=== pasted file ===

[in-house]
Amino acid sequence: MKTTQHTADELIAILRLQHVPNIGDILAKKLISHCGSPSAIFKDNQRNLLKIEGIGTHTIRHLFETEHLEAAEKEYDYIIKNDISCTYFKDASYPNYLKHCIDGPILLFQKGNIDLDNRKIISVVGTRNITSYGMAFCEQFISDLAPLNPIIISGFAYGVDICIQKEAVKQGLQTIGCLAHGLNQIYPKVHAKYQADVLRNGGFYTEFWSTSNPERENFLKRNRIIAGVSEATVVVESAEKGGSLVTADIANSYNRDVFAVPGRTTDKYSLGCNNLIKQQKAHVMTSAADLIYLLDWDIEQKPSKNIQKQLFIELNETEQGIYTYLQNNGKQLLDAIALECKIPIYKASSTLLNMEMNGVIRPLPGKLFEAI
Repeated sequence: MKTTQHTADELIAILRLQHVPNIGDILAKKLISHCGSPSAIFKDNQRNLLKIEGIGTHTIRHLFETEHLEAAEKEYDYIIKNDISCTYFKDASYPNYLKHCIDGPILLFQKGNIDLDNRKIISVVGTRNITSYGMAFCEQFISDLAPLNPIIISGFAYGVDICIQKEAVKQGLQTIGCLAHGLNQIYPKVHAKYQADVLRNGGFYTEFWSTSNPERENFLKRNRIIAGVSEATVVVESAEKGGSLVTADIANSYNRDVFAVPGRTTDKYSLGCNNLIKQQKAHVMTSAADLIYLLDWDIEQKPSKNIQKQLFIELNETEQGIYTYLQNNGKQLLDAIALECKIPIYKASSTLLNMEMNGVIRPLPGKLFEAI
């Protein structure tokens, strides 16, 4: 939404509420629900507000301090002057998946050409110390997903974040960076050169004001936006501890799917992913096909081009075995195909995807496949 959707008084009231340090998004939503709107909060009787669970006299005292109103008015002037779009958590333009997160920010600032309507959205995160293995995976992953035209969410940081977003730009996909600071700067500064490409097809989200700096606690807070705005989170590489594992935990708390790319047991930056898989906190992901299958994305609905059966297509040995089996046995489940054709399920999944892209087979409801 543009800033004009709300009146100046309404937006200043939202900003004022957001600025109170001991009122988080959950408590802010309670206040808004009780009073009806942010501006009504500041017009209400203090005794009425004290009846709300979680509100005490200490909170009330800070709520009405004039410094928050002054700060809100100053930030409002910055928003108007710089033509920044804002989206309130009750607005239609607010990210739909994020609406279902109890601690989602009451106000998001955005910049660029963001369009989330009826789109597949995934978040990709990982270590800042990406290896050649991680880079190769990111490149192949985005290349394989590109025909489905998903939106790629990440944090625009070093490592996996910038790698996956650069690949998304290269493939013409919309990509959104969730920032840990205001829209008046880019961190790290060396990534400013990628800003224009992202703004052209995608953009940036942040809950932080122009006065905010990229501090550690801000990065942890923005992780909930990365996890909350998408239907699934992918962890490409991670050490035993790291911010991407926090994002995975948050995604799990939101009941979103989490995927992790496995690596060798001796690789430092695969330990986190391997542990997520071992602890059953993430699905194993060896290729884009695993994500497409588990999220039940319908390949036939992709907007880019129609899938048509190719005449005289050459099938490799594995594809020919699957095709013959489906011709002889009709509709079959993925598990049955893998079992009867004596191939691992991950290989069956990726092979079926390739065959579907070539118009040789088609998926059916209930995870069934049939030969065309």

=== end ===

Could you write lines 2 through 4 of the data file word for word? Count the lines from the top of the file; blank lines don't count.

Amino acid sequence: MKTTQHTADELIAILRLQHVPNIGDILAKKLISHCGSPSAIFKDNQRNLLKIEGIGTHTIRHLFETEHLEAAEKEYDYIIKNDISCTYFKDASYPNYLKHCIDGPILLFQKGNIDLDNRKIISVVGTRNITSYGMAFCEQFISDLAPLNPIIISGFAYGVDICIQKEAVKQGLQTIGCLAHGLNQIYPKVHAKYQADVLRNGGFYTEFWSTSNPERENFLKRNRIIAGVSEATVVVESAEKGGSLVTADIANSYNRDVFAVPGRTTDKYSLGCNNLIKQQKAHVMTSAADLIYLLDWDIEQKPSKNIQKQLFIELNETEQGIYTYLQNNGKQLLDAIALECKIPIYKASSTLLNMEMNGVIRPLPGKLFEAI
Repeated sequence: MKTTQHTADELIAILRLQHVPNIGDILAKKLISHCGSPSAIFKDNQRNLLKIEGIGTHTIRHLFETEHLEAAEKEYDYIIKNDISCTYFKDASYPNYLKHCIDGPILLFQKGNIDLDNRKIISVVGTRNITSYGMAFCEQFISDLAPLNPIIISGFAYGVDICIQKEAVKQGLQTIGCLAHGLNQIYPKVHAKYQADVLRNGGFYTEFWSTSNPERENFLKRNRIIAGVSEATVVVESAEKGGSLVTADIANSYNRDVFAVPGRTTDKYSLGCNNLIKQQKAHVMTSAADLIYLLDWDIEQKPSKNIQKQLFIELNETEQGIYTYLQNNGKQLLDAIALECKIPIYKASSTLLNMEMNGVIRPLPGKLFEAI
């Protein structure tokens, strides 16, 4: 939404509420629900507000301090002057998946050409110390997903974040960076050169004001936006501890799917992913096909081009075995195909995807496949 959707008084009231340090998004939503709107909060009787669970006299005292109103008015002037779009958590333009997160920010600032309507959205995160293995995976992953035209969410940081977003730009996909600071700067500064490409097809989200700096606690807070705005989170590489594992935990708390790319047991930056898989906190992901299958994305609905059966297509040995089996046995489940054709399920999944892209087979409801 543009800033004009709300009146100046309404937006200043939202900003004022957001600025109170001991009122988080959950408590802010309670206040808004009780009073009806942010501006009504500041017009209400203090005794009425004290009846709300979680509100005490200490909170009330800070709520009405004039410094928050002054700060809100100053930030409002910055928003108007710089033509920044804002989206309130009750607005239609607010990210739909994020609406279902109890601690989602009451106000998001955005910049660029963001369009989330009826789109597949995934978040990709990982270590800042990406290896050649991680880079190769990111490149192949985005290349394989590109025909489905998903939106790629990440944090625009070093490592996996910038790698996956650069690949998304290269493939013409919309990509959104969730920032840990205001829209008046880019961190790290060396990534400013990628800003224009992202703004052209995608953009940036942040809950932080122009006065905010990229501090550690801000990065942890923005992780909930990365996890909350998408239907699934992918962890490409991670050490035993790291911010991407926090994002995975948050995604799990939101009941979103989490995927992790496995690596060798001796690789430092695969330990986190391997542990997520071992602890059953993430699905194993060896290729884009695993994500497409588990999220039940319908390949036939992709907007880019129609899938048509190719005449005289050459099938490799594995594809020919699957095709013959489906011709002889009709509709079959993925598990049955893998079992009867004596191939691992991950290989069956990726092979079926390739065959579907070539118009040789088609998926059916209930995870069934049939030969065309």